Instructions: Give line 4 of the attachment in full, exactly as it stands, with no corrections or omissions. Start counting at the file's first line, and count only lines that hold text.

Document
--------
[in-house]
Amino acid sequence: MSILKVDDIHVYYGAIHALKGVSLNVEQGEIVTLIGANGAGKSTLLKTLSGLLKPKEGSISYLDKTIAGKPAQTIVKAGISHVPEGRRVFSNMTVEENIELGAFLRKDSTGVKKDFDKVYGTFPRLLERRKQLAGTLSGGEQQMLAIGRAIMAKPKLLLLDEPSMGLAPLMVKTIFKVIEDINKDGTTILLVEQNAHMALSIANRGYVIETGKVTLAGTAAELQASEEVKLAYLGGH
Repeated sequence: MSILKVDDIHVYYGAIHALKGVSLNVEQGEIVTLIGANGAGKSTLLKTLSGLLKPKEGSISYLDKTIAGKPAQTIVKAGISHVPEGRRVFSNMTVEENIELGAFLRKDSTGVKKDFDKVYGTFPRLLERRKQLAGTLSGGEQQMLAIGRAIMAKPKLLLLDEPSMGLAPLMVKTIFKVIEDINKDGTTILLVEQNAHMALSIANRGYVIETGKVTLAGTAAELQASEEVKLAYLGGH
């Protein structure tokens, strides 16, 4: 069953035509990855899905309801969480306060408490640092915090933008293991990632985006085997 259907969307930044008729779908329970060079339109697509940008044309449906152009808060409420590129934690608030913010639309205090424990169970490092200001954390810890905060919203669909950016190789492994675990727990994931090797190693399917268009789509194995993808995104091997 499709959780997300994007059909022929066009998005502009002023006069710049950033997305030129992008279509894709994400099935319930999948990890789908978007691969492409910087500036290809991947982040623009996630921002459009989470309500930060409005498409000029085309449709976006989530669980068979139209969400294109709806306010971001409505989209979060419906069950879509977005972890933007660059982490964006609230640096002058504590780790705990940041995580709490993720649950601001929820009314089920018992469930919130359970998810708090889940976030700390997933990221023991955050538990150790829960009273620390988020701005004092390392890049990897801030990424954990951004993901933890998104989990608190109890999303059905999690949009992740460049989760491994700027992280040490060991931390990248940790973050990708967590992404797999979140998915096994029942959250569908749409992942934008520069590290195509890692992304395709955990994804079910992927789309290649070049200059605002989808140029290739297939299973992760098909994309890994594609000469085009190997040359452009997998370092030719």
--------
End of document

């Protein structure tokens, strides 16, 4: 069953035509990855899905309801969480306060408490640092915090933008293991990632985006085997 259907969307930044008729779908329970060079339109697509940008044309449906152009808060409420590129934690608030913010639309205090424990169970490092200001954390810890905060919203669909950016190789492994675990727990994931090797190693399917268009789509194995993808995104091997 499709959780997300994007059909022929066009998005502009002023006069710049950033997305030129992008279509894709994400099935319930999948990890789908978007691969492409910087500036290809991947982040623009996630921002459009989470309500930060409005498409000029085309449709976006989530669980068979139209969400294109709806306010971001409505989209979060419906069950879509977005972890933007660059982490964006609230640096002058504590780790705990940041995580709490993720649950601001929820009314089920018992469930919130359970998810708090889940976030700390997933990221023991955050538990150790829960009273620390988020701005004092390392890049990897801030990424954990951004993901933890998104989990608190109890999303059905999690949009992740460049989760491994700027992280040490060991931390990248940790973050990708967590992404797999979140998915096994029942959250569908749409992942934008520069590290195509890692992304395709955990994804079910992927789309290649070049200059605002989808140029290739297939299973992760098909994309890994594609000469085009190997040359452009997998370092030719």